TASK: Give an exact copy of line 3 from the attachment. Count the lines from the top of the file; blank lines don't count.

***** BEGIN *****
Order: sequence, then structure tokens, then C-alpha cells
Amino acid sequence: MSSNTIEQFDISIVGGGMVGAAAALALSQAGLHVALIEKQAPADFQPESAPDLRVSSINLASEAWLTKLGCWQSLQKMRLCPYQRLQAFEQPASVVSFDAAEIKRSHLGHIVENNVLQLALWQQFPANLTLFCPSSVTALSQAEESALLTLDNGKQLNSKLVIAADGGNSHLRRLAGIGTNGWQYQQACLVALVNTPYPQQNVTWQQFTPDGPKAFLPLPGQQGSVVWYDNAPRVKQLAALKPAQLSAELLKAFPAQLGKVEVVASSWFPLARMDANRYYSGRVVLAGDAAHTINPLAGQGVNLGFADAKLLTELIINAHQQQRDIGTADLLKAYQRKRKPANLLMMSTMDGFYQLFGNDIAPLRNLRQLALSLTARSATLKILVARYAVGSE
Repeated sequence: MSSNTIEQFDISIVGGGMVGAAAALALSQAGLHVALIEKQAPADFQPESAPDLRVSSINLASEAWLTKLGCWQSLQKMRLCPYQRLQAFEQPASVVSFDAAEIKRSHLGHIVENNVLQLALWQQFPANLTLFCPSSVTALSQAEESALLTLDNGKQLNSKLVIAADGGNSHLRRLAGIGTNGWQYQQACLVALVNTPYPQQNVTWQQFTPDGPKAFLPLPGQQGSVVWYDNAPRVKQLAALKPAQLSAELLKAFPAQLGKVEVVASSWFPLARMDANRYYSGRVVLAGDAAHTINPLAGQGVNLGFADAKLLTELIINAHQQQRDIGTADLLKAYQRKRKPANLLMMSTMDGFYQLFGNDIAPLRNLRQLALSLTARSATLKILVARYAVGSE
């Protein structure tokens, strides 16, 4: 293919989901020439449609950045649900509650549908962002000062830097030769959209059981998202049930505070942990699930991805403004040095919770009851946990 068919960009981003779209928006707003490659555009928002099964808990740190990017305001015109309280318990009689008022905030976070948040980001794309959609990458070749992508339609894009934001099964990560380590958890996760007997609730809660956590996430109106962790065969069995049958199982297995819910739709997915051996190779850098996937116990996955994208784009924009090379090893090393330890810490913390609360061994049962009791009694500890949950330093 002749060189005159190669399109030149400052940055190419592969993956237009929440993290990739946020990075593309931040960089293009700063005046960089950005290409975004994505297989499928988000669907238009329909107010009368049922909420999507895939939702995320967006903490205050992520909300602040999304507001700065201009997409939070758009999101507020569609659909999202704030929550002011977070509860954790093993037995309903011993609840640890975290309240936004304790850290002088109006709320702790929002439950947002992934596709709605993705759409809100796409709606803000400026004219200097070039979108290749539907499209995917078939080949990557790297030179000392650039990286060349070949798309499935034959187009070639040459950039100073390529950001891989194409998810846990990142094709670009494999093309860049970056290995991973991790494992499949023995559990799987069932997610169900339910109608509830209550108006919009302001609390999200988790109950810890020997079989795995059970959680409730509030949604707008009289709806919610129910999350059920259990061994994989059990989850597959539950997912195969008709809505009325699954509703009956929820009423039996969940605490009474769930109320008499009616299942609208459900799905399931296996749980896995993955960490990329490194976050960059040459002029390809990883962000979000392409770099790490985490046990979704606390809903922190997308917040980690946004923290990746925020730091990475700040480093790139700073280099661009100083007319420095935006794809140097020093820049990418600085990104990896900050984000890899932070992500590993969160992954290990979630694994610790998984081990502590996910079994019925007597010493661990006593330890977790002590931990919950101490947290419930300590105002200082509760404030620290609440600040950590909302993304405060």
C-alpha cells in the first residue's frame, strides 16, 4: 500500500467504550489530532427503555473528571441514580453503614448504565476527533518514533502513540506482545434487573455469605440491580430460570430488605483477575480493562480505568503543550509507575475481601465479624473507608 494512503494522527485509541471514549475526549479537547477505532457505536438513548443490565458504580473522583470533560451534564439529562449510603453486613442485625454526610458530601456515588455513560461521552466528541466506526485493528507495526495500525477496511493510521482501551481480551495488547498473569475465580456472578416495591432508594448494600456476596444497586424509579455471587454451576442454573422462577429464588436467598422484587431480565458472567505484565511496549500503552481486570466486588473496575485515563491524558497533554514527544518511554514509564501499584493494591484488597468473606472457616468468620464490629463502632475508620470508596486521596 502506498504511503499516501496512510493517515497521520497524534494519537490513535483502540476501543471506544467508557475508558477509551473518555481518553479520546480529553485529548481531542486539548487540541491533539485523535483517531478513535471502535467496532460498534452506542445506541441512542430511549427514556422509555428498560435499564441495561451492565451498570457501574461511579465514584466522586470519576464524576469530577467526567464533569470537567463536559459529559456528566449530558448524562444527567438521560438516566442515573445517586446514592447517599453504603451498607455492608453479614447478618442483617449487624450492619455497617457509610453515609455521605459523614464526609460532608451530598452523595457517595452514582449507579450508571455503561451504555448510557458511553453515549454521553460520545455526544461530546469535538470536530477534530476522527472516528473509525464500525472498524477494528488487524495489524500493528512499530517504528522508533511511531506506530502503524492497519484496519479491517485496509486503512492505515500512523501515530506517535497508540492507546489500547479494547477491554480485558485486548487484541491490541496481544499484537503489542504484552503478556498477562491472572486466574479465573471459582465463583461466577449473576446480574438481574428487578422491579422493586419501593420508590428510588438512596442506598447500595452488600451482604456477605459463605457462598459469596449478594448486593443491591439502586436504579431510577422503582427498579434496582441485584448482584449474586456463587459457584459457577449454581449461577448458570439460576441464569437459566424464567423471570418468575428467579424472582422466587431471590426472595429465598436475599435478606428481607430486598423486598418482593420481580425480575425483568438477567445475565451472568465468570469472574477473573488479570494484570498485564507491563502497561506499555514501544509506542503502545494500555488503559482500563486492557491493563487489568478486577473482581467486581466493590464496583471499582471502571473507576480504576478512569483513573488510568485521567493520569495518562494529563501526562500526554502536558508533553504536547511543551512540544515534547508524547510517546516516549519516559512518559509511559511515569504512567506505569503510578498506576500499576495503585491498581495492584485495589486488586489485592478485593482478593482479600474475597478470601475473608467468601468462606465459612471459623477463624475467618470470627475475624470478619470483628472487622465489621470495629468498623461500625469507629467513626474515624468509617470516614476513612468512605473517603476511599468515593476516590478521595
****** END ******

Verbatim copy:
Repeated sequence: MSSNTIEQFDISIVGGGMVGAAAALALSQAGLHVALIEKQAPADFQPESAPDLRVSSINLASEAWLTKLGCWQSLQKMRLCPYQRLQAFEQPASVVSFDAAEIKRSHLGHIVENNVLQLALWQQFPANLTLFCPSSVTALSQAEESALLTLDNGKQLNSKLVIAADGGNSHLRRLAGIGTNGWQYQQACLVALVNTPYPQQNVTWQQFTPDGPKAFLPLPGQQGSVVWYDNAPRVKQLAALKPAQLSAELLKAFPAQLGKVEVVASSWFPLARMDANRYYSGRVVLAGDAAHTINPLAGQGVNLGFADAKLLTELIINAHQQQRDIGTADLLKAYQRKRKPANLLMMSTMDGFYQLFGNDIAPLRNLRQLALSLTARSATLKILVARYAVGSE